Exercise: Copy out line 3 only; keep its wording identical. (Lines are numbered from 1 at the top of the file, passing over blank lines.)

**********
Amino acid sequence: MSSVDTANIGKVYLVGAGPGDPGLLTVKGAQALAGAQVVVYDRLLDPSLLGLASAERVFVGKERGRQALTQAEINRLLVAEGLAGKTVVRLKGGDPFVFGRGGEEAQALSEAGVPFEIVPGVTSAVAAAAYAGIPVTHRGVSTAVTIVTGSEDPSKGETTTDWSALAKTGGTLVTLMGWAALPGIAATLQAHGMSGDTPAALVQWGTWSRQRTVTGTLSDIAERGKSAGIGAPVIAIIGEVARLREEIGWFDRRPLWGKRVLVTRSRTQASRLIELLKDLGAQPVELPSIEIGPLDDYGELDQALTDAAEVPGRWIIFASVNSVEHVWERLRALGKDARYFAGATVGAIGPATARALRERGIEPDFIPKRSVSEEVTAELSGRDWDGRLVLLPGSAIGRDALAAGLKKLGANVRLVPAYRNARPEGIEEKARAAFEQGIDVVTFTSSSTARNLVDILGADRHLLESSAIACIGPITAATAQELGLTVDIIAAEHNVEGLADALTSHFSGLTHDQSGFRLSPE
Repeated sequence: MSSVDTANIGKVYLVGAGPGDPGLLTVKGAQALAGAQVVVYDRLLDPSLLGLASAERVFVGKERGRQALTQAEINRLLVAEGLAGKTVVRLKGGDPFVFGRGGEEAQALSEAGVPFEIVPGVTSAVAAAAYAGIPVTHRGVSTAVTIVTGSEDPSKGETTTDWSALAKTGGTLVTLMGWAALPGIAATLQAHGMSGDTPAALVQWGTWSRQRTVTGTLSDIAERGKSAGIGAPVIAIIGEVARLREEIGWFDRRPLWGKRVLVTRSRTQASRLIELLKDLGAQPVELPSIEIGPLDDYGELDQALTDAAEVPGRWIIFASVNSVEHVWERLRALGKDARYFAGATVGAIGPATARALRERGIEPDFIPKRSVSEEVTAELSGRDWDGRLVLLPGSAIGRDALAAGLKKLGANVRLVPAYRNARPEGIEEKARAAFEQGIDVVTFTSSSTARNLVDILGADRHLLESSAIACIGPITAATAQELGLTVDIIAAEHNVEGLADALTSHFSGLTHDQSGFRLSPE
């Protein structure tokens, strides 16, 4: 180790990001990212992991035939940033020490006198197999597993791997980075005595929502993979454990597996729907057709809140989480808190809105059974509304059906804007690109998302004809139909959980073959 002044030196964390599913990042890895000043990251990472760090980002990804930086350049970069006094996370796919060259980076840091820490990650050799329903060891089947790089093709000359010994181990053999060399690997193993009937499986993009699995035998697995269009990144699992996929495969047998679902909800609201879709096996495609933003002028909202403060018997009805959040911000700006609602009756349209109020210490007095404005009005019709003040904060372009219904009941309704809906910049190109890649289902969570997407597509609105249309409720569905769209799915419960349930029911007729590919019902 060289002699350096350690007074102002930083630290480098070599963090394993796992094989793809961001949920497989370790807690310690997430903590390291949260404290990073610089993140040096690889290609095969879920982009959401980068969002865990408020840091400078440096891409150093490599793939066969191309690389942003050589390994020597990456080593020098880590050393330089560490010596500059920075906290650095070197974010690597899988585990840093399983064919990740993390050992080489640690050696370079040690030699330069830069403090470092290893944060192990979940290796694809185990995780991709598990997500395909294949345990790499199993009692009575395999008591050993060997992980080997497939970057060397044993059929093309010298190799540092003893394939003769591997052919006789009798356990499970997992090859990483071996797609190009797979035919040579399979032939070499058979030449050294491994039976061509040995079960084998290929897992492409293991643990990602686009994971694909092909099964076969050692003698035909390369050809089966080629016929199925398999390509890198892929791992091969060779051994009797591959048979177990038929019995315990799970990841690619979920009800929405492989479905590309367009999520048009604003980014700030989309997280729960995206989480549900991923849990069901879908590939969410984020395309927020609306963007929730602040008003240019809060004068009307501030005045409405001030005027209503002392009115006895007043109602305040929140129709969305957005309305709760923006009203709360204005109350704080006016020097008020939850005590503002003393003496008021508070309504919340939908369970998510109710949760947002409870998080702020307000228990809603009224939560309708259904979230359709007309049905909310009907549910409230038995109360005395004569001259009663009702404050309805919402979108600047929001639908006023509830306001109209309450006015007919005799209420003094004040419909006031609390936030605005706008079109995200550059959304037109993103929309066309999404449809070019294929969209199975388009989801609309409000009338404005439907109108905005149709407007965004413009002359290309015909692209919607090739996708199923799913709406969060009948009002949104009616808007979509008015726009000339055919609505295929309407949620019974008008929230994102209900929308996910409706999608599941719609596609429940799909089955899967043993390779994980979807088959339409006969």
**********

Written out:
């Protein structure tokens, strides 16, 4: 180790990001990212992991035939940033020490006198197999597993791997980075005595929502993979454990597996729907057709809140989480808190809105059974509304059906804007690109998302004809139909959980073959 002044030196964390599913990042890895000043990251990472760090980002990804930086350049970069006094996370796919060259980076840091820490990650050799329903060891089947790089093709000359010994181990053999060399690997193993009937499986993009699995035998697995269009990144699992996929495969047998679902909800609201879709096996495609933003002028909202403060018997009805959040911000700006609602009756349209109020210490007095404005009005019709003040904060372009219904009941309704809906910049190109890649289902969570997407597509609105249309409720569905769209799915419960349930029911007729590919019902 060289002699350096350690007074102002930083630290480098070599963090394993796992094989793809961001949920497989370790807690310690997430903590390291949260404290990073610089993140040096690889290609095969879920982009959401980068969002865990408020840091400078440096891409150093490599793939066969191309690389942003050589390994020597990456080593020098880590050393330089560490010596500059920075906290650095070197974010690597899988585990840093399983064919990740993390050992080489640690050696370079040690030699330069830069403090470092290893944060192990979940290796694809185990995780991709598990997500395909294949345990790499199993009692009575395999008591050993060997992980080997497939970057060397044993059929093309010298190799540092003893394939003769591997052919006789009798356990499970997992090859990483071996797609190009797979035919040579399979032939070499058979030449050294491994039976061509040995079960084998290929897992492409293991643990990602686009994971694909092909099964076969050692003698035909390369050809089966080629016929199925398999390509890198892929791992091969060779051994009797591959048979177990038929019995315990799970990841690619979920009800929405492989479905590309367009999520048009604003980014700030989309997280729960995206989480549900991923849990069901879908590939969410984020395309927020609306963007929730602040008003240019809060004068009307501030005045409405001030005027209503002392009115006895007043109602305040929140129709969305957005309305709760923006009203709360204005109350704080006016020097008020939850005590503002003393003496008021508070309504919340939908369970998510109710949760947002409870998080702020307000228990809603009224939560309708259904979230359709007309049905909310009907549910409230038995109360005395004569001259009663009702404050309805919402979108600047929001639908006023509830306001109209309450006015007919005799209420003094004040419909006031609390936030605005706008079109995200550059959304037109993103929309066309999404449809070019294929969209199975388009989801609309409000009338404005439907109108905005149709407007965004413009002359290309015909692209919607090739996708199923799913709406969060009948009002949104009616808007979509008015726009000339055919609505295929309407949620019974008008929230994102209900929308996910409706999608599941719609596609429940799909089955899967043993390779994980979807088959339409006969």